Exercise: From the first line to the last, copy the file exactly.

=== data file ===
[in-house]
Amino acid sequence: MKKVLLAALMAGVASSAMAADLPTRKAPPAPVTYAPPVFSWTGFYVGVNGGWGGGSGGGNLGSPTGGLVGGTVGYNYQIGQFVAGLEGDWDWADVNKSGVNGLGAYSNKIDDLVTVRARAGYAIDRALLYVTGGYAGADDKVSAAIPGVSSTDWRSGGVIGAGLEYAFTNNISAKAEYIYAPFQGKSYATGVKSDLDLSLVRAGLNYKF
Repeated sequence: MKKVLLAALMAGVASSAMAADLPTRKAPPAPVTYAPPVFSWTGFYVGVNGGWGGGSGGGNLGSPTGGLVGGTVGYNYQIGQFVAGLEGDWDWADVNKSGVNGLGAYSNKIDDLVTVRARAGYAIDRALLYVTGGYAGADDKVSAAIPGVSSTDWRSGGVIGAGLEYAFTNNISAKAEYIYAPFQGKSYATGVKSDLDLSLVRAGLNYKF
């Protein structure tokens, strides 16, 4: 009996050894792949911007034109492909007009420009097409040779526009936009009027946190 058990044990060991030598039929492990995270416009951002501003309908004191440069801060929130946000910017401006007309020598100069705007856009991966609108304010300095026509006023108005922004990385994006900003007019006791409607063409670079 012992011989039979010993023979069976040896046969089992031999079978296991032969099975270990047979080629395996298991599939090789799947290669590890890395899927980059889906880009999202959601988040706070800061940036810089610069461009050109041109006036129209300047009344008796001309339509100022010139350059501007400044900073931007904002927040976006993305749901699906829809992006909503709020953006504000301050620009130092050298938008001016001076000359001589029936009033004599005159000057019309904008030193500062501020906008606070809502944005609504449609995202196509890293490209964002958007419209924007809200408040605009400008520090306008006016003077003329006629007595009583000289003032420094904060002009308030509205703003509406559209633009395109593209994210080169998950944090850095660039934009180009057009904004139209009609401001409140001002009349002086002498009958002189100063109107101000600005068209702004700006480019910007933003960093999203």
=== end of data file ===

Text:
[in-house]
Amino acid sequence: MKKVLLAALMAGVASSAMAADLPTRKAPPAPVTYAPPVFSWTGFYVGVNGGWGGGSGGGNLGSPTGGLVGGTVGYNYQIGQFVAGLEGDWDWADVNKSGVNGLGAYSNKIDDLVTVRARAGYAIDRALLYVTGGYAGADDKVSAAIPGVSSTDWRSGGVIGAGLEYAFTNNISAKAEYIYAPFQGKSYATGVKSDLDLSLVRAGLNYKF
Repeated sequence: MKKVLLAALMAGVASSAMAADLPTRKAPPAPVTYAPPVFSWTGFYVGVNGGWGGGSGGGNLGSPTGGLVGGTVGYNYQIGQFVAGLEGDWDWADVNKSGVNGLGAYSNKIDDLVTVRARAGYAIDRALLYVTGGYAGADDKVSAAIPGVSSTDWRSGGVIGAGLEYAFTNNISAKAEYIYAPFQGKSYATGVKSDLDLSLVRAGLNYKF
């Protein structure tokens, strides 16, 4: 009996050894792949911007034109492909007009420009097409040779526009936009009027946190 058990044990060991030598039929492990995270416009951002501003309908004191440069801060929130946000910017401006007309020598100069705007856009991966609108304010300095026509006023108005922004990385994006900003007019006791409607063409670079 012992011989039979010993023979069976040896046969089992031999079978296991032969099975270990047979080629395996298991599939090789799947290669590890890395899927980059889906880009999202959601988040706070800061940036810089610069461009050109041109006036129209300047009344008796001309339509100022010139350059501007400044900073931007904002927040976006993305749901699906829809992006909503709020953006504000301050620009130092050298938008001016001076000359001589029936009033004599005159000057019309904008030193500062501020906008606070809502944005609504449609995202196509890293490209964002958007419209924007809200408040605009400008520090306008006016003077003329006629007595009583000289003032420094904060002009308030509205703003509406559209633009395109593209994210080169998950944090850095660039934009180009057009904004139209009609401001409140001002009349002086002498009958002189100063109107101000600005068209702004700006480019910007933003960093999203």